Now apply these realities to other green technologies. From a pure environmental perspective (as well as a raw economic perspective), electronic documents are better than printer documents in that the former don't require an investment in paper, ink, or printers. But in reality, an end-user may be able to accomplish more with a physical copy of a document, thanks to the ability to easily carry it around and scribble notes. Further, some people legitimately yield more information from reading a paper document in their hands than reading from a monitor. Similarly, there are instances where a CEO can accomplish more flying to another state to meet with employees or shareholders face to face, rather than interacting with them via conference call, videoconference, or even teleconference.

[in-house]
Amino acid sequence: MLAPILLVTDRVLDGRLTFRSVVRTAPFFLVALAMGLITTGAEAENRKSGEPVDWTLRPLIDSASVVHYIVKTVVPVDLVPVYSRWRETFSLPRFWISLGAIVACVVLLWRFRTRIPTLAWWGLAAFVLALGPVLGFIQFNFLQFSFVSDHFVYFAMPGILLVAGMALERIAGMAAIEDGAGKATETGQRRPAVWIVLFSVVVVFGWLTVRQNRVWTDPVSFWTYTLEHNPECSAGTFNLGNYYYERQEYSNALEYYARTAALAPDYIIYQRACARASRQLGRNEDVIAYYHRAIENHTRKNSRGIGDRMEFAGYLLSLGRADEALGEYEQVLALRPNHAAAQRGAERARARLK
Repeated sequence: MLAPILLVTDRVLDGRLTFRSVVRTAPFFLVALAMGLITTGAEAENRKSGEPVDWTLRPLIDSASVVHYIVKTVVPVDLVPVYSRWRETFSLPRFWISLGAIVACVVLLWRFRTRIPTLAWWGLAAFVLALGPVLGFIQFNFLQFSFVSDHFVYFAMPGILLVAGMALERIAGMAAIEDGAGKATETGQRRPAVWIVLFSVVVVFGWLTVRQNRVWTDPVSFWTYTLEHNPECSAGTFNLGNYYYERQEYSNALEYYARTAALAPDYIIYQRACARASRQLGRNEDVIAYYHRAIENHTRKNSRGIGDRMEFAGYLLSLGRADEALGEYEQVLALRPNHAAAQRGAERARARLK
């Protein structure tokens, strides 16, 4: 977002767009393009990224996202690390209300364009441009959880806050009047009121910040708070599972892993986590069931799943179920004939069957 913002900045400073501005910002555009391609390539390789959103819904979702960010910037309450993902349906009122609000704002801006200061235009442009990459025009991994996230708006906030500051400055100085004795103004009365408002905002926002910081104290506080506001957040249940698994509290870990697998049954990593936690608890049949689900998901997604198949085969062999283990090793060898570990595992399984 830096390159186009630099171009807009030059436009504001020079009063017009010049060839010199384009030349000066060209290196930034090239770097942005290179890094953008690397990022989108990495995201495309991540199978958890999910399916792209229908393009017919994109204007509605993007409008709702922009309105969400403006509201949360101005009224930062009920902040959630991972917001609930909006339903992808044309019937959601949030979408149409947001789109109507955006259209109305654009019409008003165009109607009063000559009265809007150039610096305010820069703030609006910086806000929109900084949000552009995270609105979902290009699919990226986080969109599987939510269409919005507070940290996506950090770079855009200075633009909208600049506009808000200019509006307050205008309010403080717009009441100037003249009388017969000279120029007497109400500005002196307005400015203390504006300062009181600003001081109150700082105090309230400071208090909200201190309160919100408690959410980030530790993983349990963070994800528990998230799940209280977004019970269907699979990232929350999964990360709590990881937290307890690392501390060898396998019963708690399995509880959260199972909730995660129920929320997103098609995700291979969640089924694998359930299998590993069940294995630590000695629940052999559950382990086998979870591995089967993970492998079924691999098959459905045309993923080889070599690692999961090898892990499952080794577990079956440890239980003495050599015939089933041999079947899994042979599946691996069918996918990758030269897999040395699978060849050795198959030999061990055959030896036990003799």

All in all, "The Energy and Climate Change Impacts of Different Music Delivery Methods" is an important report. It adds credibility to the argument that dematerialization can significantly reduce the environmental impact of certain business practices, while almost certainly reducing costs in the process. At the same time, the report serves as a reminder that end-users and customers alike still value the experience of physically interacting with CDs, printer materials, and other human beings. Sacrificing productivity or other business benefits for the sake of environmental stewardship doesn't always make sense, and before investing in any green technology, it's essential to weigh all of those factors.
The definition of green
The term green IT gets batted around a lot -- but what does it really mean?
Telepresence shatters communication barriers
From high-end suites to tabletop codecs, telepresence systems create a near face-to-face experience at increasingly affordable prices
Green demands trickle down the supply chain
If you want to sell to the big-name IT vendors, you must inject green into your products -- and your practices